Martyrdom in Islam and Judaism
Martyrdom in Islam and Judaism
The definition of martyrdom has been questioned for centuries, even Maimonides, Aquinas and Augustine found it difficult to classify and define it. Many theologians and researchers have found it difficult to distinguish the difference between martyrdom and suicide. While this paper does not attempt to define martyrdom, it does investigate key definitions and practices of martyrdom found in Islam and Judaism.
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The root of Islamic martyrdom stems from the beginning of Muslim religious history. In this history many Muslims struggled and died to in order to establish and then expand the Islamic state. The memories of these Muslims have been carried on in remembrance and celebration (Mir-Hosseini).
The meaning of Islamic martyrdom has been skewed over the past several decades. Some researchers have attempted to explain and defend Islamic martyrdom. In general, martyrdom is defined as “death that is imposed because of the person’s adherence of a religious faith or cause” (Wordnet 1). According to Ezzati, martyrdom (shahada) in “Islam is linked with the entire religion of Islam” (1).
In order to understand Islamic martyrdom, one must understand the roots of Islam; the basis of the religion. The Islamic practice is a peaceful submission to Allah’s will. The Islamic doctrine of tawhid speaks of a unity with Allah and submission to both his will and command. Some Islamic scholars believe that there are many Muslims and non-Muslims that falsely define Islamic martyrdom (Ezzati). Many scholars have attempted to explain Martyrdom as a result of the holy struggle (jihad). Ezzati explains that this does not provide a complete or accurate understanding of Martyrdom. Ezzati also explains that the “early martyrs of Islam volunteered for death to be able to intercede and mediate for sinners on the Day of Judgement” (1).
Intercession and mediation should not be seen simply a spiritual mediation but as a “principle of causality” – unlike Christian beliefs – Muslims must hold themselves accountable for their salvation (1).
Martyrdom, or shahada, by definition means to witness and to “become a model” (Ezzati 1); therefore a shahid is a martyr, or one who witnesses the truth and is prepared to defend the truth, even if it means to die for the truth. The martyr is then a model for other believers. An Islamic martyr and prophet are equal in their responsibilities as models for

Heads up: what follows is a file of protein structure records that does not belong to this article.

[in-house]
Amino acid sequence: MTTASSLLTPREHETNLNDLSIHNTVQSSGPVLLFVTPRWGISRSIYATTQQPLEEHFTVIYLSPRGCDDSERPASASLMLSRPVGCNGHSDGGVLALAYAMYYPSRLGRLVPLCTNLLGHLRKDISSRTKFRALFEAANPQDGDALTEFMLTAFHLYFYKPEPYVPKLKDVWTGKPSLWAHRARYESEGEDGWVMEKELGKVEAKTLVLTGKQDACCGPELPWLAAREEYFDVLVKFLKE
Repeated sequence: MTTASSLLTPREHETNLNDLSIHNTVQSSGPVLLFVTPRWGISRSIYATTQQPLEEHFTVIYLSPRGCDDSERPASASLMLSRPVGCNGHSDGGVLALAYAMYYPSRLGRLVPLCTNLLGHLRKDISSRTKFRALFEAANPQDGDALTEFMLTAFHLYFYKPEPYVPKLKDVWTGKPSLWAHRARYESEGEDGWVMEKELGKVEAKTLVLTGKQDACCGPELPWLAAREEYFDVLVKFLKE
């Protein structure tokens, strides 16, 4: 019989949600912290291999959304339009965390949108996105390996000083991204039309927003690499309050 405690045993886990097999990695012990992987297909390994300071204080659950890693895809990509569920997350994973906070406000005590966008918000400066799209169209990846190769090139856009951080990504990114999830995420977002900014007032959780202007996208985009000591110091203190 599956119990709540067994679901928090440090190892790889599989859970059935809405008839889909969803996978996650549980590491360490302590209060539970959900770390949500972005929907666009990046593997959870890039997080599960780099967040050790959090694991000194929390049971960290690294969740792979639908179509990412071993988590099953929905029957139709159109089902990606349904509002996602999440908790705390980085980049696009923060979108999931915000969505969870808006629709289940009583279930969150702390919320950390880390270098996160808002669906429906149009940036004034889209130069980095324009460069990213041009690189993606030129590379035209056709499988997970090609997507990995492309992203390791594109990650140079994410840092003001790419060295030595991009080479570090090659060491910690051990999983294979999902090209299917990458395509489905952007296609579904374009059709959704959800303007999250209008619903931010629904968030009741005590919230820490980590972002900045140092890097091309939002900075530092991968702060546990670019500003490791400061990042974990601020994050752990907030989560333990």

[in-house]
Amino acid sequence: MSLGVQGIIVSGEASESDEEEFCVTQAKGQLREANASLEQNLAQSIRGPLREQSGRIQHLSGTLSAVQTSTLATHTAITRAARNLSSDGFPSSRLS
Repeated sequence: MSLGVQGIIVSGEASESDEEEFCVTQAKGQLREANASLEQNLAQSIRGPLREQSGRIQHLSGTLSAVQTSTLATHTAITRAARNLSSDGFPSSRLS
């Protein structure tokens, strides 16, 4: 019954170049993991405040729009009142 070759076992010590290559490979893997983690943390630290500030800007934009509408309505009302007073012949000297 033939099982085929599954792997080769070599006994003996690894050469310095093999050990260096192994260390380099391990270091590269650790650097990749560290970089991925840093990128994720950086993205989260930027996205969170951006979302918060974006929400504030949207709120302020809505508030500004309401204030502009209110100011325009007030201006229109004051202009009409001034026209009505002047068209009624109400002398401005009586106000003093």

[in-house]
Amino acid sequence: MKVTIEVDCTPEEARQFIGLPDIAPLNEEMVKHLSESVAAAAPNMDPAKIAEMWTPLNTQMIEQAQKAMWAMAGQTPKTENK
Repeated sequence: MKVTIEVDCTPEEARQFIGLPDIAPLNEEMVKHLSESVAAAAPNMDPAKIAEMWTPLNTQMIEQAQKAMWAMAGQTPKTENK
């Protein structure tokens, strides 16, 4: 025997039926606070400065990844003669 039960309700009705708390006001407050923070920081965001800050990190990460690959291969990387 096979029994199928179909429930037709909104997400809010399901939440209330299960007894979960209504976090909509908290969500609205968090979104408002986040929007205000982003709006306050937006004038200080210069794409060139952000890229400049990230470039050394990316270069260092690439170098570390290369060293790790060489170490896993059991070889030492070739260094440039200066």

A study on martyrdom mythologies in Iraq investigated jihadist literature dated from the start of the Iraqi insurgency (Hafez). The researcher believed that martyrdom, in the form of suicide bombers, have multiple motives behind their actions; such as communication goals. Hafez writes;
By elevating the suicide bombers to the status of extraordinary moral beings who make the ultimate sacrifice for God and the Muslim nation, jihadists deflect attention away from their atrocities and the victims they harm (96).
Martyrdom in Islamic nations is a controversial subject. Some researchers believe that acts of martyrdom, such as suicide bombings are a politically-based reaction to the ongoing war. Other researchers, such as Hafez, have found that many leaders jihadist leaders believe they are acting on Gods will. An audio recording of jihadist leader Abu Musab al-Zarqawi demonstrated the links of martyrdom to suicide bombings in Iraq. According to Hafez, Musab al-Zarqawi stated that;
When the holy warriors noticed this huge disparity in numbers and armaments between them and the enemy, they looked for alternatives to amend this deficiency and fill this gap so that the light and the fire of jihad will not be extinguished. Brigades of martyrs, whose sole goals are to please God and rush to the heavens, have set out and attacked the sanctuaries of infidelity and broke its armies (98).
According to Islamic juridical-religious doctrine, Islamic and Muslim communities are threatened because of Islamic identity, they are “entitled to go to war to defend their religion, the community and the Dar al-Islam” (Freamon 300).
In order to understand Islam and martyrdom, it is important to look at Islam as more than a religion. There are numerous systems in place within Islam; it is a system of theological thought as well as a system of laws. This system of law is formulated using religious texts as its primary source. The religious texts are used to create “legal norms, obligations, prescriptions, and prohibitions for its adherents to live and govern themselves by” (Freamon 328).[i] Islamic martyrdom has become a military tool used by jihadists, and has therefore been the subject of study for many researchers.
Modern war has redefined martyrdom and has caused much confusion among Muslims and non-Muslims alike. Jihadists have made a distinction however between suicide and martyrdom; a true martyr is one that will act and die in the name of Allah and a suicidal person is one that takes his own life for selfish reasons (Freamon). Suicide is a sin in the Islamic religion.
Martyrdom in the Jewish religion is not as controversial as that of the Islamic religion. Jewish history is rich with examples of martyrdom; of men and women dying for their faith and refusing to deny their faith, or be forced to commit a sin (Kaplan). According to Rabbi Kaplan “it is considered a desecration of God’s name for any power to usurp His absolute authority over us, and we are thus required to choose martyrdom rather than compromise our religious freedom”.